Yet another embodiment of the disclosed method and apparatus is a more complex case, but can provide maximum information concerning a moving vehicle. The continuous recording of the time delay for the two laser beams generates a table that contains important information that can be used to evaluate several properties of the moving vehicle. Simple plotting of the inverse of the recorded time delay as a function of time reveals the shape of the car. This process is schematically shown in FIGS. 16( a)-(b). (The recordings of the time delay from both laser beams reveal the shape of the passing vehicle.) Examples of information that can be generated from the recorded data are:

    • Vehicle length
    • Vehicle speed
    • Whether the vehicle was accelerating or decelerating
    • Vehicle profile.

FIGS. 15 and 16 illustrate timing diagrams for continuous recording of the time delay. The number of time delay recordings is a function of several quantities such as:

    • Vehicle length
    • Vehicle speed
    • Frequency of pulses

The graph in FIG. 17 shows the relationship between the number of pulses per foot of the vehicle length (or possible time delay recordings) as a function of vehicle speed for three pulse frequencies. The disclosed system is able to record 100 points per foot even along a vehicle moving at over 100 miles per hour creating a high-resolution profile of the vehicle. In the case that a specific number of recordings per foot is required rather than all possible information, then this can be accomplished by using information recorded at the beginning, such as vehicle speed, and direct the disclosed system to discard some data.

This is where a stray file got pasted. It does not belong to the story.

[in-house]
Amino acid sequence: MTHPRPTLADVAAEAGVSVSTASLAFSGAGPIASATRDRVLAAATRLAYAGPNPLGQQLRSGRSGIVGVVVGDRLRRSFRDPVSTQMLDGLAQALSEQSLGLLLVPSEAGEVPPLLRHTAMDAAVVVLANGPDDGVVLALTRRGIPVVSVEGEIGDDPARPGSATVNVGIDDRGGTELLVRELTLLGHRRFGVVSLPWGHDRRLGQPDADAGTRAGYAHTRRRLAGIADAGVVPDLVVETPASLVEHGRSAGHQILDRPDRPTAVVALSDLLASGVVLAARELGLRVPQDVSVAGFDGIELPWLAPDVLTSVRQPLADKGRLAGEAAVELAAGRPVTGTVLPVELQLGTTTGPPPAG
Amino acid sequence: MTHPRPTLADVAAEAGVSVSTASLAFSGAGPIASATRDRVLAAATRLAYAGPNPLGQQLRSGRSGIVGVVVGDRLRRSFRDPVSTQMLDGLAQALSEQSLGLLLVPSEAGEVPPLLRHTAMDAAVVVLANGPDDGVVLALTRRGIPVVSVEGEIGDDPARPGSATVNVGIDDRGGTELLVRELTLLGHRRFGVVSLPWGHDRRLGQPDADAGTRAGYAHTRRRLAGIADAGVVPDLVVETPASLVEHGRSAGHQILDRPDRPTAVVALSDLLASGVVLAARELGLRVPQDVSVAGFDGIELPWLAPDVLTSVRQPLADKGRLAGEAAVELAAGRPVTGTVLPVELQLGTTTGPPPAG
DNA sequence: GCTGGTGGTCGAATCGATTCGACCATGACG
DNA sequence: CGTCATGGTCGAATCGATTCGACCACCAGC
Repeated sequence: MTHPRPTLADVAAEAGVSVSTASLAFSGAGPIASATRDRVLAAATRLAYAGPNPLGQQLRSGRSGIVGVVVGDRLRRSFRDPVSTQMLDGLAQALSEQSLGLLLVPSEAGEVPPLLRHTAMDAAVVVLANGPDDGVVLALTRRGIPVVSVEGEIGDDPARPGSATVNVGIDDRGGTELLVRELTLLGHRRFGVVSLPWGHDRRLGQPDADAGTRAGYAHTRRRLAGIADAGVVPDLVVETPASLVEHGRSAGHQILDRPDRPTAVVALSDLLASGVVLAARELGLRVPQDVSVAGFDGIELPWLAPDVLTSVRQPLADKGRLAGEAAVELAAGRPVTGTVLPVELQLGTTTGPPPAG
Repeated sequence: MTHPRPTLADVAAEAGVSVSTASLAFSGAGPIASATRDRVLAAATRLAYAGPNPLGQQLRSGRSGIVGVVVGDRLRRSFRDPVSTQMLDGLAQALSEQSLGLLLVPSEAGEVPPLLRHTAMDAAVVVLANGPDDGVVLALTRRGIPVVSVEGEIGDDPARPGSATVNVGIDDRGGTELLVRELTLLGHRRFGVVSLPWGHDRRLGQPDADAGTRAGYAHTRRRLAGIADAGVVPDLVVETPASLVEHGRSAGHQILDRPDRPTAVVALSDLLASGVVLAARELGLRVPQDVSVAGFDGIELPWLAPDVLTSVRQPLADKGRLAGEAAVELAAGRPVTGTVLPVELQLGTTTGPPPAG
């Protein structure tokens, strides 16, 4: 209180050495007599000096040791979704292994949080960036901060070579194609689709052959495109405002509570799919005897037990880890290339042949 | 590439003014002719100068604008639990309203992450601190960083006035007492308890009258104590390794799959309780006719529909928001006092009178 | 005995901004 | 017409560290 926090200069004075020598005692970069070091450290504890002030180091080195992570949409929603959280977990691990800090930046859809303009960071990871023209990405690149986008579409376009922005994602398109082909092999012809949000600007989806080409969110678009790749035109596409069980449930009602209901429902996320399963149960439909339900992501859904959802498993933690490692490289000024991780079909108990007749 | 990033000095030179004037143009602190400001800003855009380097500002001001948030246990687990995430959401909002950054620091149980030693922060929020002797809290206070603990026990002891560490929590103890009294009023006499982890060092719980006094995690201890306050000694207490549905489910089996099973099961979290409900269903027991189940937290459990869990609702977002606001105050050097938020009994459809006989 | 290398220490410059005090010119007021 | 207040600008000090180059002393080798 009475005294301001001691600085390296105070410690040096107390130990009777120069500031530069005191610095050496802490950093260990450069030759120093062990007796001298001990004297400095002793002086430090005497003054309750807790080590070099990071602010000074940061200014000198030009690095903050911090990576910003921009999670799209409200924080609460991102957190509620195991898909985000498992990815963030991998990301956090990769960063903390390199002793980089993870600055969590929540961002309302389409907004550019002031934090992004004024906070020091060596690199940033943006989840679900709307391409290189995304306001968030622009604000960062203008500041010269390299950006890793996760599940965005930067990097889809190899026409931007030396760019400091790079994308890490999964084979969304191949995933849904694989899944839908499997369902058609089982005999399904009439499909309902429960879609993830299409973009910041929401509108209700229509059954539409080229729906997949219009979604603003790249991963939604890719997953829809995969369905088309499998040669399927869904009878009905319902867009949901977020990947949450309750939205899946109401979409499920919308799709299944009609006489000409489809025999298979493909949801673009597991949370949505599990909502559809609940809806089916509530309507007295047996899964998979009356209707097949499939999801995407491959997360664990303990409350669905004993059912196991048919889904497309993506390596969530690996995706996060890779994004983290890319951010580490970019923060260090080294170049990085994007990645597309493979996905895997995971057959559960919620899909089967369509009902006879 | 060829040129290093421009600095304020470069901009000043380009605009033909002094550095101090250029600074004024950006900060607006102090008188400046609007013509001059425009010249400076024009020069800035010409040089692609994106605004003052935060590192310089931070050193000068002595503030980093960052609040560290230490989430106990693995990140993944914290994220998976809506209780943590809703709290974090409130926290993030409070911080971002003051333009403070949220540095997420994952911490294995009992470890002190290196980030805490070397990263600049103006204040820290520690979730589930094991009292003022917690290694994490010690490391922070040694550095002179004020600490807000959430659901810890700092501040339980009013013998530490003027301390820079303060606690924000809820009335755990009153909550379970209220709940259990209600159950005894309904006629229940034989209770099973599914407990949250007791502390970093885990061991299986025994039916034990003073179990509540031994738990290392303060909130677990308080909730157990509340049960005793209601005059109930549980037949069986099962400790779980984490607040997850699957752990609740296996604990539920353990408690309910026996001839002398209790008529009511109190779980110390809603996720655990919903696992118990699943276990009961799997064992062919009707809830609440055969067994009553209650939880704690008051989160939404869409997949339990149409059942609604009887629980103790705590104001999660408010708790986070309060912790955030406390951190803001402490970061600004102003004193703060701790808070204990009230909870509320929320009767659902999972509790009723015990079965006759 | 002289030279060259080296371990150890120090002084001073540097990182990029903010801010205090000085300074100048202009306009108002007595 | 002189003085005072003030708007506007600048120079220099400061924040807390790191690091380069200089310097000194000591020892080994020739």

In an alternate embodiment, a comparable system to the one disclosed above can be built in a different way. Rather than sending laser pulses and waiting for their return, the transmitter can send laser radiation that has undergone an intensity modulation using a repetitive waveform (such as a sinusoidal, triangular, or similar). The laser radiation scatters off the hard surface and a fraction of it is directed into the detector. The phase of the detected radiation depends on the round trip distance, which in turn can be processed in a similar fashion to determine the presence of an object and its speed.

The uncertainty in speed estimation depends on several factors:

    • Vehicle's speed
    • Laser beam spot separation (d)
    • Frequency of laser pulses (f)
    • Laser beam spot size (g)

There are several ways of controlling the accuracy in speed determination. The disclosed system becomes more accurate by

    • a. Increasing the separation between the two laser spots
    • b. Increasing the laser repetition rate
    • c. Decreasing the laser spot size.

FIGS. 18( a) and (b) present the source of the speed estimation uncertainty due to the repetition rate. A vehicle may intercept the beam path of sensor A just after a laser pulse has been reflected/scattered by the asphalt and intersect the beam path of sensor B just before a light pulse hits the asphalt. This will result in a time measurement error equal to the period. In other words, the time it takes for the vehicle to cover the distance d will be larger by one period and as indicated by equation (2) the vehicle's speed will be underestimated. (“E1” and “O1” markings on FIG. 18) Using the same logic there is the possibility of overestimating the speed of a moving vehicle (“E2” and “O2” markings on FIG. 18).

The two graphs shown on FIGS. 19( a) and (b) present the speed uncertainties as a function of the vehicle's speed for various pulse repetition rates. The spot separation was assumed to be one meter and the uncertainty due to the finite size of the laser spots was ignored. During the numerical evaluations, it was assumed that the maximum uncertainty corresponds to one full period.

A schematic detailing the speed uncertainty due to the finite spot sizes of the two laser beams is shown in FIG. 20. The source of the uncertainty is the fact that in many situations a sensor may be more sensitive to one part of the beam as compared to another part of the beam. The worst case scenario occurs either when sensor A is more sensitive in point 1 or 2 and sensor B is more sensitive in point 3 or 4, respectively. The maximum uncertainty corresponds to an error in d equal to the size of the beam.